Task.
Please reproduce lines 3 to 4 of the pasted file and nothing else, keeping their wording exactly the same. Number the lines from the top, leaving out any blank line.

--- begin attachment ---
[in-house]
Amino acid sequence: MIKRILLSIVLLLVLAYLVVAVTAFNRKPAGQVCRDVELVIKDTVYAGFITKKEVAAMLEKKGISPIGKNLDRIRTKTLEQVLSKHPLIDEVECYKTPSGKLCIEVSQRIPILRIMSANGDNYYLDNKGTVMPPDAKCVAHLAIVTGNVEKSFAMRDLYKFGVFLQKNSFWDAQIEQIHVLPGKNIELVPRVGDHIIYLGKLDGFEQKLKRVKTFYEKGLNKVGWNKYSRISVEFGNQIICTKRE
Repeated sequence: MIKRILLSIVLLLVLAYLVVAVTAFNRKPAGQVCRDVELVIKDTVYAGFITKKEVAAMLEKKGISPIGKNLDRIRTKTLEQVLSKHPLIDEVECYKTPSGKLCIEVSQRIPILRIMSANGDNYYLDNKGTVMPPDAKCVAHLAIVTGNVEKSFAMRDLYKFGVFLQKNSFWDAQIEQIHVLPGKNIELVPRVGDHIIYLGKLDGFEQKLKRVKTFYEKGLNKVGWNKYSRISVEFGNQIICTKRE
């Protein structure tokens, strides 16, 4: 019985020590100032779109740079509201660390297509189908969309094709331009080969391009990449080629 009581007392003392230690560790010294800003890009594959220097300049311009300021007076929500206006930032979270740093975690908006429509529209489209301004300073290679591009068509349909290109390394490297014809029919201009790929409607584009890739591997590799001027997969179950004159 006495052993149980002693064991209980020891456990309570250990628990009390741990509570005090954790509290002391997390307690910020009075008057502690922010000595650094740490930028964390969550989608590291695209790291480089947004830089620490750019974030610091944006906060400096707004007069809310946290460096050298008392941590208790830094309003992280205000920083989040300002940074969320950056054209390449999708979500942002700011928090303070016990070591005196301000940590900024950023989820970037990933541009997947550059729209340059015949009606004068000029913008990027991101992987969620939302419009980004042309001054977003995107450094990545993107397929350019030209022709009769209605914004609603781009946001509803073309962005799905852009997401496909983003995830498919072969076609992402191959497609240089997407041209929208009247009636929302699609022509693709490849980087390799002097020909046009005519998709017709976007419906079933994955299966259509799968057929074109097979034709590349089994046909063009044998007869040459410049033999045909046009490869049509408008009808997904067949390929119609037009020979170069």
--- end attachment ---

Repeated sequence: MIKRILLSIVLLLVLAYLVVAVTAFNRKPAGQVCRDVELVIKDTVYAGFITKKEVAAMLEKKGISPIGKNLDRIRTKTLEQVLSKHPLIDEVECYKTPSGKLCIEVSQRIPILRIMSANGDNYYLDNKGTVMPPDAKCVAHLAIVTGNVEKSFAMRDLYKFGVFLQKNSFWDAQIEQIHVLPGKNIELVPRVGDHIIYLGKLDGFEQKLKRVKTFYEKGLNKVGWNKYSRISVEFGNQIICTKRE
């Protein structure tokens, strides 16, 4: 019985020590100032779109740079509201660390297509189908969309094709331009080969391009990449080629 009581007392003392230690560790010294800003890009594959220097300049311009300021007076929500206006930032979270740093975690908006429509529209489209301004300073290679591009068509349909290109390394490297014809029919201009790929409607584009890739591997590799001027997969179950004159 006495052993149980002693064991209980020891456990309570250990628990009390741990509570005090954790509290002391997390307690910020009075008057502690922010000595650094740490930028964390969550989608590291695209790291480089947004830089620490750019974030610091944006906060400096707004007069809310946290460096050298008392941590208790830094309003992280205000920083989040300002940074969320950056054209390449999708979500942002700011928090303070016990070591005196301000940590900024950023989820970037990933541009997947550059729209340059015949009606004068000029913008990027991101992987969620939302419009980004042309001054977003995107450094990545993107397929350019030209022709009769209605914004609603781009946001509803073309962005799905852009997401496909983003995830498919072969076609992402191959497609240089997407041209929208009247009636929302699609022509693709490849980087390799002097020909046009005519998709017709976007419906079933994955299966259509799968057929074109097979034709590349089994046909063009044998007869040459410049033999045909046009490869049509408008009808997904067949390929119609037009020979170069």